Cover Story – Featured in Blunt issue #136
Leading man Kellin Quinn stars in “Sleeping With Sirens and the Curious Case of the Fourth Album”.
The new Sleeping With Sirens record you’ll listen to isn’t technically the band’s fourth studio album. In fact, it almost wasn’t an album at all. The US-based five-piece – currently consisting of frontman Kellin Quinn, bassist Justin Hills, guitarist Jack Fowler, drummer Gabe Barham and newly recruited rhythm guitarist Nick Martin (D.R.U.G.S.) – did the studio sessions for what was to be full-length number four back in the early months of 2013. In the time leading up to the release of Feel, the band were holed up in Nashville, Tennessee’s Rock Falcon Studio churning out 13 raucous tracks for a follow-up LP called Wasted Generation, all under the guidance of producer Nick Raskulinecz, who you may remember from such films as Dave Grohl’s Sound City documentary. Little did the band know at the time, their months of hard work and nearly $250,000 of their hard-earned cash would be sunk into a release that would later be discarded.
“I think you just know,” says Kellin Quinn, considering the change in direction that led to Madness. “I think that if you feel like it’s not the right album, then everyone else will feel the same way. You’ve also gotta go up and play those songs every night and if you don’t feel comfortable with those songs, then everyone else will feel uncomfortable as well. I think it’s just one of those things: when you know, you know.”
Losing a $50 note at a festival stings. Having to pay $800 for an unplanned car payment hurts. Coming to terms with an ill-fated quarter-million dollar investment is more than enough to break and bury a band, but Sleeping With Sirens are all in agreeance that the process for Wasted Generation had to happen in order for Madness to exist.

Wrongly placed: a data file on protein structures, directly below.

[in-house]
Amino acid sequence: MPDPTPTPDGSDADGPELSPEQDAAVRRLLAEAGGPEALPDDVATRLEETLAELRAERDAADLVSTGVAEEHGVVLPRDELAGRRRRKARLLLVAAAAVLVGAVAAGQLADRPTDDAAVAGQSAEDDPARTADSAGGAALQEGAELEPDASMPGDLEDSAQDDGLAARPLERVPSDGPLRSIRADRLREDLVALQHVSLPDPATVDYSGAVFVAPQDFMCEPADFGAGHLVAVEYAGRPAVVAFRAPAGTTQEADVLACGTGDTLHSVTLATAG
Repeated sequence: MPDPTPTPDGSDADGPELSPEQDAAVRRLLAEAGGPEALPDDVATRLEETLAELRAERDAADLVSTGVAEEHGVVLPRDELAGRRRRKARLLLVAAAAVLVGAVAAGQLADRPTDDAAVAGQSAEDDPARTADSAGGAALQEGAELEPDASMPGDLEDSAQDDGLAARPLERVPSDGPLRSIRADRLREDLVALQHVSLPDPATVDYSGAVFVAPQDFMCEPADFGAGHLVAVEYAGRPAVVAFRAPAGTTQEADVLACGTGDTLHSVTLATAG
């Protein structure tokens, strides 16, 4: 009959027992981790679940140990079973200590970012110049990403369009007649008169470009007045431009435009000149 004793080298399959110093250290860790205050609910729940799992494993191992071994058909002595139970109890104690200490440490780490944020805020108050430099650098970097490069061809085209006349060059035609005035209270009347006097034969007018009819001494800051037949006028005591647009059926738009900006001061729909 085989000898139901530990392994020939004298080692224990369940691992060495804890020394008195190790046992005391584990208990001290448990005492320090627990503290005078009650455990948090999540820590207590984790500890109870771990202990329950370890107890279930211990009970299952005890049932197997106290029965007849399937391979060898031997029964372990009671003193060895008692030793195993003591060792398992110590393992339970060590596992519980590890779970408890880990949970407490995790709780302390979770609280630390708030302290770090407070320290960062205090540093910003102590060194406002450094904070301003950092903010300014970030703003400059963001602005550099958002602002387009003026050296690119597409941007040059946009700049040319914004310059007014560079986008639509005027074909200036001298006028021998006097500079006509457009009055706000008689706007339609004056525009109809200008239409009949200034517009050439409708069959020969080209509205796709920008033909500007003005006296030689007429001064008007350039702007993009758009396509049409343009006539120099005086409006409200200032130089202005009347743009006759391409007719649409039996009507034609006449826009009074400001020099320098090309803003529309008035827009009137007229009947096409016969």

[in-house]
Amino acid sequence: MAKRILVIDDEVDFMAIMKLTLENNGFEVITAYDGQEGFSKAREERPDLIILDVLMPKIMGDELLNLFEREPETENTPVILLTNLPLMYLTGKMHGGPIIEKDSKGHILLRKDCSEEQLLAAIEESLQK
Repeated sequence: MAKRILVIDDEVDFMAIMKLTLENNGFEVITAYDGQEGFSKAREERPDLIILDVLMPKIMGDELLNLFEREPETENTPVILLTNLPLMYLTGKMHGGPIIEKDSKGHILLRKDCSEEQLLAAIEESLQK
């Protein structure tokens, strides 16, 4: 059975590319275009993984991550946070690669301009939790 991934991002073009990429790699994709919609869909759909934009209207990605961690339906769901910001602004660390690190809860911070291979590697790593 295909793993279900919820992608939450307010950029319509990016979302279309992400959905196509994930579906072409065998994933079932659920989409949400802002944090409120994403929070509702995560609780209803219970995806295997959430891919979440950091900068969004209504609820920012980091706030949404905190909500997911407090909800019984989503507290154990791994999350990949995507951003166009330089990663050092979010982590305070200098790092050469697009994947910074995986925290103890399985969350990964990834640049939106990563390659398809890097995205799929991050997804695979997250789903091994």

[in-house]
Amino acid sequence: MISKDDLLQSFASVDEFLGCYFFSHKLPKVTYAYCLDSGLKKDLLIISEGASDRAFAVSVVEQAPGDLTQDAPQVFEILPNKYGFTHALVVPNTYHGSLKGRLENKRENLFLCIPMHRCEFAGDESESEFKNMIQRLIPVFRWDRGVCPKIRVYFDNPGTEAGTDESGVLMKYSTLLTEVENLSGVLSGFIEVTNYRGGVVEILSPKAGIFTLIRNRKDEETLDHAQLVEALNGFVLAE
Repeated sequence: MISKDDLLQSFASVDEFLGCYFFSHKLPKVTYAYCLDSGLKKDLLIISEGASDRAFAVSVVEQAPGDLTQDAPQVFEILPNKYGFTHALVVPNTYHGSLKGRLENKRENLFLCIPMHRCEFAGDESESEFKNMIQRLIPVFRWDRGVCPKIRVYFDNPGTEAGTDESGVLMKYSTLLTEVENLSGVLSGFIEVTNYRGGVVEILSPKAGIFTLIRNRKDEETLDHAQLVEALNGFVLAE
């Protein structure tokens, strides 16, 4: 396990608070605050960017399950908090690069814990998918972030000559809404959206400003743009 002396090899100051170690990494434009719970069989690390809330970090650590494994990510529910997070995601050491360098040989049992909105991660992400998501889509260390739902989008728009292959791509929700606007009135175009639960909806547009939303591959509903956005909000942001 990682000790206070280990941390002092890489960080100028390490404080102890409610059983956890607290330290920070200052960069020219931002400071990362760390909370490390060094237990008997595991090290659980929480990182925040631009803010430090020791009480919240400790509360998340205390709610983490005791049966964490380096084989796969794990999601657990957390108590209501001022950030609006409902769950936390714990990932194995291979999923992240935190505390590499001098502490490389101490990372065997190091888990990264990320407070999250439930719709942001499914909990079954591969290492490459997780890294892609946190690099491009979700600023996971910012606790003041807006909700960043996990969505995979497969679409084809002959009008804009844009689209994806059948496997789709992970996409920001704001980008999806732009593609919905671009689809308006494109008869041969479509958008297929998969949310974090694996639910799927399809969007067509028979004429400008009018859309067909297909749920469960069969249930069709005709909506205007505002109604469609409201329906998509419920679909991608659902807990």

While Raskulinecz may be the man of choice for the Foo Fighters, Mastodon and Alice In Chains, his raw, rock’n’roll-based approach wasn’t the right fit for the five-piece, and damned if they were going to release an album they all weren’t 100 percent behind. Enter resident hit machine John Feldmann, the Goldfinger frontman whose producer credits include The Used, Good Charlotte and 5 Seconds Of Summer among countless others. Although he was initially only brought in to tweak a few new tracks for Wasted Generation, Feldmann quickly took the band under his wing and offered a means for getting that polished pop sound they yearned for.
“I think that we all kind of trusted Feldy,” Quinn says, fondly referring to the producer. “We went in there with an open mind, and I think he really saw a direction and helped us produce what I think is our best record. So it was a lot less stressful; it wasn’t all on our shoulders, we had somebody there to kind of give a little input and help direct us in the right way.
“He’s a very intense and hands-on producer, but I like that. I don’t think we’d go to anybody else, I just really appreciate the way he works and I feel like he and I work really well together as far as writing melodies and vocals and lyrics goes; all the other guys really enjoy working with him too.”
In August of last year, Sleeping With Sirens were looking as though they were going to pull an A Day To Remember for the release of Madness – they’d left their record label Rise, their home since their 2010 debut With Ears To See And Eyes To Hear, and seemed content with their independent status. Major labels beckoned, but again Quinn and the band were drawn to what felt right – in November 2014, Sleeping With Sirens announced that they had signed with long-standing punk label Epitaph.
“I just didn’t feel like our next step after Rise was going to a major label because I knew that everyone would be like, ‘Oh, this band’s selling out, they’re gonna start putting out songs like Fall Out Boy’ or whatever,” the frontman concedes. “I just felt like solidifying ourselves with someone like Epitaph because of their history and because of the bands they’ve worked with. Brett [Gurewitz, Epitaph founder] is a very cool dude and he believed in our band and he believed in the music first; it’s not about the other shit. I feel safe with my band being on that label.
“My thought was, I sat down with major labels and I said this, I said, ‘If you work with artists like Lady Gaga and you work with artists like Katy Perry, and they sell what, 150,000 in the first week, and then you then have my band – no one knows who the fuck we are except for the people that come to my shows and the scene; we don’t have billboards around the city, we don’t have TV spots, we don’t have commercial spots – and we sell 59,000 records first week. Why would I sign to your label? What are you gonna do that’s gonna really boost my band any more than we’ve already done on our own?’”